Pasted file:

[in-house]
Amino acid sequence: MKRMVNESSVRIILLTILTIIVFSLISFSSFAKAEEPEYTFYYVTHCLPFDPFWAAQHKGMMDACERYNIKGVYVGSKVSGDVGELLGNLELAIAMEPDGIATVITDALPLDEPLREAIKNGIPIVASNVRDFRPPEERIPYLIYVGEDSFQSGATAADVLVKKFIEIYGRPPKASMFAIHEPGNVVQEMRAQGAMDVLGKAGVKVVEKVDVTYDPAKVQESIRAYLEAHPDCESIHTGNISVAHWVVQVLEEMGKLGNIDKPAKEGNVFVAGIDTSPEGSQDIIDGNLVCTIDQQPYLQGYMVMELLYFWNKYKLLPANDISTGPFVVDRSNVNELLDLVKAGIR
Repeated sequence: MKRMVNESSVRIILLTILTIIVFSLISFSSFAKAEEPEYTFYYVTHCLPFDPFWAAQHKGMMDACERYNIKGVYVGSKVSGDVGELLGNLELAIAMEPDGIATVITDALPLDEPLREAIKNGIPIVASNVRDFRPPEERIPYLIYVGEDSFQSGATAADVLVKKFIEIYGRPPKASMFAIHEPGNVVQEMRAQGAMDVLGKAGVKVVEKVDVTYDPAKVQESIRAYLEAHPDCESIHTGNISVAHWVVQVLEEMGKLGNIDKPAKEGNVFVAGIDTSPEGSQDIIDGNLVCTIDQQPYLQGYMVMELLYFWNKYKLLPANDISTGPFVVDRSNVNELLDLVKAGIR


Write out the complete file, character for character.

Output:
[in-house]
Amino acid sequence: MKRMVNESSVRIILLTILTIIVFSLISFSSFAKAEEPEYTFYYVTHCLPFDPFWAAQHKGMMDACERYNIKGVYVGSKVSGDVGELLGNLELAIAMEPDGIATVITDALPLDEPLREAIKNGIPIVASNVRDFRPPEERIPYLIYVGEDSFQSGATAADVLVKKFIEIYGRPPKASMFAIHEPGNVVQEMRAQGAMDVLGKAGVKVVEKVDVTYDPAKVQESIRAYLEAHPDCESIHTGNISVAHWVVQVLEEMGKLGNIDKPAKEGNVFVAGIDTSPEGSQDIIDGNLVCTIDQQPYLQGYMVMELLYFWNKYKLLPANDISTGPFVVDRSNVNELLDLVKAGIR
Repeated sequence: MKRMVNESSVRIILLTILTIIVFSLISFSSFAKAEEPEYTFYYVTHCLPFDPFWAAQHKGMMDACERYNIKGVYVGSKVSGDVGELLGNLELAIAMEPDGIATVITDALPLDEPLREAIKNGIPIVASNVRDFRPPEERIPYLIYVGEDSFQSGATAADVLVKKFIEIYGRPPKASMFAIHEPGNVVQEMRAQGAMDVLGKAGVKVVEKVDVTYDPAKVQESIRAYLEAHPDCESIHTGNISVAHWVVQVLEEMGKLGNIDKPAKEGNVFVAGIDTSPEGSQDIIDGNLVCTIDQQPYLQGYMVMELLYFWNKYKLLPANDISTGPFVVDRSNVNELLDLVKAGIR